• by Wes Singleton

Nomadland -A-

Rated R, 108 minutes

The compelling, unpretentious drama "Nomadland" from Chloe Zhao ("The Rider") is a relevant portrait of a forgotten community of mostly older, displaced people in the U.S. known as nomads searching for work. Engaging, low-key and not entirely optimistic, it focuses on a sixty-something woman traveling the U.S. after losing all she has.


Fern (Oscar-winner Frances McDormand of "Three Billboards Outside Ebbing, Missouri") is a woman in her sixties who, after losing everything in the Great Recession around 2011, embarks on a journey through the American West, living as a van-dwelling modern-day nomad.


"Nomadland," based on the 2017 best-selling non-fiction book "Nomadland: Surviving America in the Twenty-First Century" by Jessica Bruder, is a fascinating dissection of what these older nomads do to survive after displacement. Written and directed by Zhao, its loose, meandering narrative is filled with some powerful moments, anchored by a reserved yet strong performance from McDormand as the slightly eccentric, newbie nomad forced to find a second life on the road.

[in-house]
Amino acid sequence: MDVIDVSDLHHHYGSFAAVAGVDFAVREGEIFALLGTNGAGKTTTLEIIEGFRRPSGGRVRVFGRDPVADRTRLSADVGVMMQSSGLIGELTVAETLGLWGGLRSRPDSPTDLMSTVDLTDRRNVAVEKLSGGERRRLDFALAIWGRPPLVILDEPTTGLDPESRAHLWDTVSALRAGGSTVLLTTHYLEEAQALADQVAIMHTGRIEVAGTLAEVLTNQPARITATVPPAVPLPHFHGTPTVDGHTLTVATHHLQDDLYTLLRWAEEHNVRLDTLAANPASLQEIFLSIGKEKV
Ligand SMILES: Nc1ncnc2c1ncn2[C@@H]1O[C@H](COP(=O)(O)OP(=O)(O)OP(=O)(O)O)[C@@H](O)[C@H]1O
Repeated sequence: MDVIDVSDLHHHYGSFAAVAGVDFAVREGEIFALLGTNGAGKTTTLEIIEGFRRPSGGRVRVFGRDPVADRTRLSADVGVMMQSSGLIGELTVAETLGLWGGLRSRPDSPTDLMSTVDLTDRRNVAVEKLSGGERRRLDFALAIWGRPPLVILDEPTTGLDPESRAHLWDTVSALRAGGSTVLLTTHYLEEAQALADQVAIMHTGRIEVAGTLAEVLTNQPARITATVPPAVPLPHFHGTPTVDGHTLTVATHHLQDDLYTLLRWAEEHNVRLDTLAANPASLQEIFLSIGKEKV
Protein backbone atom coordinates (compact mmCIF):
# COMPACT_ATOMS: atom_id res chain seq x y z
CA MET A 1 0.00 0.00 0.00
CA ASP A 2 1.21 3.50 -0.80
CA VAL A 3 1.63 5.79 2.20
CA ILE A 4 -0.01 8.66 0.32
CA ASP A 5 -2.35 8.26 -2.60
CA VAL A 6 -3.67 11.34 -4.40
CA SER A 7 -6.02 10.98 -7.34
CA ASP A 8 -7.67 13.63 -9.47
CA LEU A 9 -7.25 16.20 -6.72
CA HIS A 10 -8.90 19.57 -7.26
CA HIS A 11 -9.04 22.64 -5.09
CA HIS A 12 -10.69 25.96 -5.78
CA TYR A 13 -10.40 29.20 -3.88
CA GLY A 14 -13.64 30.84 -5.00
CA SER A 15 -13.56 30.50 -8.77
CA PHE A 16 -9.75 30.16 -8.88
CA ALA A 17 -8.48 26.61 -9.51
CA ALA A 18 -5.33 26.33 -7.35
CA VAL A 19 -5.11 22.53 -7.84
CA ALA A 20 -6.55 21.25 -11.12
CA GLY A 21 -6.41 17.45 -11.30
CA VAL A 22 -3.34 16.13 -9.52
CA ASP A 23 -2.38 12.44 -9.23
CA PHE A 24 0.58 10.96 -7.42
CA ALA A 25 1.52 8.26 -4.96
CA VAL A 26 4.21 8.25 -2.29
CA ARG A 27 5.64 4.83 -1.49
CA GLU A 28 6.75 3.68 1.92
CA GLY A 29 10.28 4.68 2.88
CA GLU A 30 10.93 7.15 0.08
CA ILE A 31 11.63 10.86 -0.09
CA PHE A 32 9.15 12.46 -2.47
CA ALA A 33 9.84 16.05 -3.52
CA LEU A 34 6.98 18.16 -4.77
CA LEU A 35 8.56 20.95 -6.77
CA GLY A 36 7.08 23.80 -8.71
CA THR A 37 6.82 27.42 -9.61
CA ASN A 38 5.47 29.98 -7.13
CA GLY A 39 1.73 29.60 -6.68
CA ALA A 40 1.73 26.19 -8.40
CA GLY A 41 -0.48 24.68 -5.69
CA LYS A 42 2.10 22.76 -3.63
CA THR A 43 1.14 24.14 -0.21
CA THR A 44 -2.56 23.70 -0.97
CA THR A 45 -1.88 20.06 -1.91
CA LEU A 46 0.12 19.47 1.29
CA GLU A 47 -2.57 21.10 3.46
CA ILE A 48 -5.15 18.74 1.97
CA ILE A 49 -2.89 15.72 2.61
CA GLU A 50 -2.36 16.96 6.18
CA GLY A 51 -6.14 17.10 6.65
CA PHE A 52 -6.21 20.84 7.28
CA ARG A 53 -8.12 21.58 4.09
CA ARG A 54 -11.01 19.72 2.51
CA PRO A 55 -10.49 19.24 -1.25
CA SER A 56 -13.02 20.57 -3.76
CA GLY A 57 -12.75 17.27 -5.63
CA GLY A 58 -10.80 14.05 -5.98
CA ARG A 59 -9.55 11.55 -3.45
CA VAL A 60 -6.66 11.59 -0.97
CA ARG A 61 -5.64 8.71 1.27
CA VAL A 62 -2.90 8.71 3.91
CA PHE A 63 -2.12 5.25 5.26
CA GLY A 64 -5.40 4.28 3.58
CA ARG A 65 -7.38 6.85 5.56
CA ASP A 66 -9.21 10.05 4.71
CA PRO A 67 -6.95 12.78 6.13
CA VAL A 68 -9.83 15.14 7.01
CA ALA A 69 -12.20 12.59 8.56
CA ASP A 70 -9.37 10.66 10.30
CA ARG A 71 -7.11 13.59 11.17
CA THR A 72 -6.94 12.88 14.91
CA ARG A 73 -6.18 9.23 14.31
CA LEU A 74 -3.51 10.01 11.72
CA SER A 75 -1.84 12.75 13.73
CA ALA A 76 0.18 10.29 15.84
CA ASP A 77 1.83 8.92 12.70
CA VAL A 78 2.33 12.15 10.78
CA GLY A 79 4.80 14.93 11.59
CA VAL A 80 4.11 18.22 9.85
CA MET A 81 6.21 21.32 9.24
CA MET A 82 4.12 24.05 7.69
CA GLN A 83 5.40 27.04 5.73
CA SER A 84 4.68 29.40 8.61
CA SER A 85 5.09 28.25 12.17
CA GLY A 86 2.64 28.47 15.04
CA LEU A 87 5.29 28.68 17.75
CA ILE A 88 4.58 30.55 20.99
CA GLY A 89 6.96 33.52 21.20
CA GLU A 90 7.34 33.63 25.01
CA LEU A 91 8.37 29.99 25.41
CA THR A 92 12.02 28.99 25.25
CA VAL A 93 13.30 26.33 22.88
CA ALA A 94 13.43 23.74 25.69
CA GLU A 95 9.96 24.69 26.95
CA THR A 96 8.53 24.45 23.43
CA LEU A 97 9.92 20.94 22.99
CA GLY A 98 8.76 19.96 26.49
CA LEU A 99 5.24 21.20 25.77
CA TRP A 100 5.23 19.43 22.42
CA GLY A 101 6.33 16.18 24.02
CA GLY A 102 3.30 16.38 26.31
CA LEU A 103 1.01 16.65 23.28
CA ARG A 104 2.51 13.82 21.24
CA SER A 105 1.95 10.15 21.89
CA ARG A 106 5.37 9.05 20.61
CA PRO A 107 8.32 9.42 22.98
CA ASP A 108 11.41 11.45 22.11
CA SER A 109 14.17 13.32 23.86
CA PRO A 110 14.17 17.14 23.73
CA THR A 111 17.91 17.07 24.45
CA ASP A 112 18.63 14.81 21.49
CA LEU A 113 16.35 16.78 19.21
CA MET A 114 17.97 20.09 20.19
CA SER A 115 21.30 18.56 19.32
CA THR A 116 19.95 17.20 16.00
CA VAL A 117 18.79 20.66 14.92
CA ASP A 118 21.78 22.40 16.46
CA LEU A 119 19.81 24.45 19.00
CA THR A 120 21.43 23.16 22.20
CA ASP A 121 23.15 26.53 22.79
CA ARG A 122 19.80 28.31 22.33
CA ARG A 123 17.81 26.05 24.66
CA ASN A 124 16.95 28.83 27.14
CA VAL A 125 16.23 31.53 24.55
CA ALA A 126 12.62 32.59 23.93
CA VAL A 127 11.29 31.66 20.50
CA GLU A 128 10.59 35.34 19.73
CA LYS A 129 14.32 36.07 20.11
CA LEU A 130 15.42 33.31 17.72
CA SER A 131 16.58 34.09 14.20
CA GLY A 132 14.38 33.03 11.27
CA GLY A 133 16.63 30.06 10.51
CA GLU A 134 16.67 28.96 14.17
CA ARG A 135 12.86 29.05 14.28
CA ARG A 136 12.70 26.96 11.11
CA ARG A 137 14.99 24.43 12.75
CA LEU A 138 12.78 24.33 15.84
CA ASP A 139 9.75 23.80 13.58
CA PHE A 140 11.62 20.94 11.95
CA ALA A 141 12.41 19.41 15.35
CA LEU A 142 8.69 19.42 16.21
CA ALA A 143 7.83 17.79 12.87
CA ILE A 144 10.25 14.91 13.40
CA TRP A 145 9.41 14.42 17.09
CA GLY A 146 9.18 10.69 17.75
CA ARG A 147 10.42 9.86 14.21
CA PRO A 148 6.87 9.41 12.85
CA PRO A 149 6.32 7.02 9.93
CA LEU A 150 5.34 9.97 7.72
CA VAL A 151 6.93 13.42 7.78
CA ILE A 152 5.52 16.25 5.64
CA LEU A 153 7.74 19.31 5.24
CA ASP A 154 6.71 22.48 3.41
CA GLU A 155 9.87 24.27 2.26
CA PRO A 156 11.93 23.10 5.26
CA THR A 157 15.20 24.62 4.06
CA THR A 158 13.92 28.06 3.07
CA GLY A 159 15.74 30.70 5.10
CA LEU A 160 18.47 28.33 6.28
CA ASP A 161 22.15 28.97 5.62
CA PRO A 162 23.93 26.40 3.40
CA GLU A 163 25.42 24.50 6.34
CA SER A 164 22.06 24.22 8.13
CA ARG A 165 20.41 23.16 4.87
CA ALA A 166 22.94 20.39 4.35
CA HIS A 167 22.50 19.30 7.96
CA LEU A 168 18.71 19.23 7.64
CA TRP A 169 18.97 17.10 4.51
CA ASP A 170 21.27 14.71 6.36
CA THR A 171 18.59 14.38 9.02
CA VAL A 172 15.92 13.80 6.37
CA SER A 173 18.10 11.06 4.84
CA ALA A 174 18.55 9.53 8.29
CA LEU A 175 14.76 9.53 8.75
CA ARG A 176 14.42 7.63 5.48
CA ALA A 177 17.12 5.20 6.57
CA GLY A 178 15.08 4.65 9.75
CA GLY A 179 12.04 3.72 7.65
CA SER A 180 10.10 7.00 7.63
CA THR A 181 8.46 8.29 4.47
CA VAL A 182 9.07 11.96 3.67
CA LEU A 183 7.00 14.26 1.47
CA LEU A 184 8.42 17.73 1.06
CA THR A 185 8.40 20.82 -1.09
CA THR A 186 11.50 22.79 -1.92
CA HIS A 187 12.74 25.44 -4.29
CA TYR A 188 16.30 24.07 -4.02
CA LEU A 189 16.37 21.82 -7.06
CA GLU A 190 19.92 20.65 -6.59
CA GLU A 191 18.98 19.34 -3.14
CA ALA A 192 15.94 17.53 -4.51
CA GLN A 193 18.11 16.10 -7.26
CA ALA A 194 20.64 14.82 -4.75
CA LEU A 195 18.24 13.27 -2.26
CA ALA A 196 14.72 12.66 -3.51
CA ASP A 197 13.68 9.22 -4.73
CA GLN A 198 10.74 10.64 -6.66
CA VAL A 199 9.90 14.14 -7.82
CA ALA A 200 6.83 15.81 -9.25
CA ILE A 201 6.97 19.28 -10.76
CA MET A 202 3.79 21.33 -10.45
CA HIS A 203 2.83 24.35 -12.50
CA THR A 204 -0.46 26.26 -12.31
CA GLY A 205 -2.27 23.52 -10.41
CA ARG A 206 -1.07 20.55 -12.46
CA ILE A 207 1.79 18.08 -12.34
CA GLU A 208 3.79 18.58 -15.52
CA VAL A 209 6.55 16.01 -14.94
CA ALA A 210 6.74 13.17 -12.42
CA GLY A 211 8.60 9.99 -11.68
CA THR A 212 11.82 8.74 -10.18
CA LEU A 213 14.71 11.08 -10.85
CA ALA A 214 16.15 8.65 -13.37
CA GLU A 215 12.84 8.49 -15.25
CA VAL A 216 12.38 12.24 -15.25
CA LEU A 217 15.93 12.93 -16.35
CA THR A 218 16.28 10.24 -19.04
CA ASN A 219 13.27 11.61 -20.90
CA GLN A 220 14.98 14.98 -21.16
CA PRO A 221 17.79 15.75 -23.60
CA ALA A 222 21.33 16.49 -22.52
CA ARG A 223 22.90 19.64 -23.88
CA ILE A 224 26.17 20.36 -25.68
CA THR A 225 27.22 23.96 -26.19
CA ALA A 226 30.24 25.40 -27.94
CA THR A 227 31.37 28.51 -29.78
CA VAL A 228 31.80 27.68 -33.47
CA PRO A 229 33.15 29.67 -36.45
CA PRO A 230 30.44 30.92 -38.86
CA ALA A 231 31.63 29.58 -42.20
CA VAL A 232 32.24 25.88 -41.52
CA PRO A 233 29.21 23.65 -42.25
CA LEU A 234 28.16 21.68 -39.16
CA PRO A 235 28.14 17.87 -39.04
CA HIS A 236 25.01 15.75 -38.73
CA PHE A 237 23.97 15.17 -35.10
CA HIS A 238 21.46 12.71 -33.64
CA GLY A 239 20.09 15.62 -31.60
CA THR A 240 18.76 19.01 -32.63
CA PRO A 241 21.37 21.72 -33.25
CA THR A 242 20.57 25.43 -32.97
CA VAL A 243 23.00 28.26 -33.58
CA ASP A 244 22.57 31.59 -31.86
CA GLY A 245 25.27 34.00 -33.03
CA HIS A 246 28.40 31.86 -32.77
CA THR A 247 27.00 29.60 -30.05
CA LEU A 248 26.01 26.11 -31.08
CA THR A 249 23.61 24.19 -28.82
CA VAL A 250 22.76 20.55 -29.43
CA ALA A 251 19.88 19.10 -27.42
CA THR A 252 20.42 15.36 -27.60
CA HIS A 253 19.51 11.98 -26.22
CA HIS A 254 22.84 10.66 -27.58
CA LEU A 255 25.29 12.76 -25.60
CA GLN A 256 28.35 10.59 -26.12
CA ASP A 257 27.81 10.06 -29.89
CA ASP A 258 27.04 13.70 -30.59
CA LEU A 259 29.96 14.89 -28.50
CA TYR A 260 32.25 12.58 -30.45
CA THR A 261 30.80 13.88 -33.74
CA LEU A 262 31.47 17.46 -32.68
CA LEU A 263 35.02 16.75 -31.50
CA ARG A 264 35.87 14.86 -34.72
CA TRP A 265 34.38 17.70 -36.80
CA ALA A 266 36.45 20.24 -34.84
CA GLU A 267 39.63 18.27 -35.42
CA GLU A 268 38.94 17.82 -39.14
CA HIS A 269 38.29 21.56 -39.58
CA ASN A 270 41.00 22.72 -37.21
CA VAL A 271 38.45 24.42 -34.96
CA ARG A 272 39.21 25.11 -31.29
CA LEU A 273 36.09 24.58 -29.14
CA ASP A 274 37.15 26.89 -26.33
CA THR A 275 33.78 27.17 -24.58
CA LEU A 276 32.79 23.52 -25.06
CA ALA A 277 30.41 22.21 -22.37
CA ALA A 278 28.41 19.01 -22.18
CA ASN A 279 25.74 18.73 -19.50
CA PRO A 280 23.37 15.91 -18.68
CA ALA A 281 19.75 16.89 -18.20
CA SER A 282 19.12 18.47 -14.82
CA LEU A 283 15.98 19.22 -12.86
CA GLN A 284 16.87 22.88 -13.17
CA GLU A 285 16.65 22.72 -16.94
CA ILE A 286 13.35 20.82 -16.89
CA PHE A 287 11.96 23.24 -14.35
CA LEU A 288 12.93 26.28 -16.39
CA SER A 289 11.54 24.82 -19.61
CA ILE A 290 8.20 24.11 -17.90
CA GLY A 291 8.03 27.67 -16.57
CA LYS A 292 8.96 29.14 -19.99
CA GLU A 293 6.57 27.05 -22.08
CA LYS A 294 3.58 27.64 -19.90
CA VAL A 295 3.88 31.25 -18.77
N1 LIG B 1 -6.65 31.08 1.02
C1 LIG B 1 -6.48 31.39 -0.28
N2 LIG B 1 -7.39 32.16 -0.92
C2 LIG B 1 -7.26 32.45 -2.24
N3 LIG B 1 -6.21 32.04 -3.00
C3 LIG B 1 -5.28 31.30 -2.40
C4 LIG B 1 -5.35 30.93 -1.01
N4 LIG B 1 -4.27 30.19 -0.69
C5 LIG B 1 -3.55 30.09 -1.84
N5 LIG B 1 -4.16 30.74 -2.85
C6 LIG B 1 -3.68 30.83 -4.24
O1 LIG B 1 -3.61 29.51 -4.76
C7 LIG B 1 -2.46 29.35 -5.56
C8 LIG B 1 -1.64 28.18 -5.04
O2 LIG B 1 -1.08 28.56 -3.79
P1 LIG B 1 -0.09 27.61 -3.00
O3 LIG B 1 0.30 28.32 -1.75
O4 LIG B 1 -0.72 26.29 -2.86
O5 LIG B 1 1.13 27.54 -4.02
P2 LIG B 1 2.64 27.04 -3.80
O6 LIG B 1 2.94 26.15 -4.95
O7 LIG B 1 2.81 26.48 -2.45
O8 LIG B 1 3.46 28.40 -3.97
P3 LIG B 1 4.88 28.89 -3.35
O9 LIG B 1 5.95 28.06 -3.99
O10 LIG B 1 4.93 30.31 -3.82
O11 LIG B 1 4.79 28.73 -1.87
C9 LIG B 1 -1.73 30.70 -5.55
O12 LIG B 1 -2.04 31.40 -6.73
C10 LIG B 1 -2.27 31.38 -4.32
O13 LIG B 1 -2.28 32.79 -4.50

McDormand is a perfect fit for the part as Fern, a part markedly different from her most recent Oscar-winning turn as Mildred in "Three Billboard"; Fern is as unassuming as Mildred was outspoken, and if you put these two in the same room they wouldn't get along. It's a tribute to McDormand's skill that she shades this character as perfectly as Mildred; with a simple look, facial expression or word or phrase gain insight into Fern's bittersweet journey beset by grief and loss.


Quietly filmed and scored, and writer/director Zhao, like McDormand, is perfectly suited to the material; her strong direction and script is lovingly executed, with a loose, episodic feel following Fern in her travels. She meets some colorful characters along the way, including the kind Dave (Oscar-nominee David Strathairn), as well as real-life nomads playing themselves: the helpful Bob Wells, and memorably, scene-stealers Linda May and Charlene Swankie, who provide some much-needed humor and wisdom for Fern.


Though its tone is pensive and it has a slower pace than other films, "Nomadland" is still a relevant, moving addition to our current landscape, and in a year, much like Fern's, beset by grief and loss, it's one of the best films of the year and will stay with you long after you leave the theater. Add it to your list of must-see films this new year.



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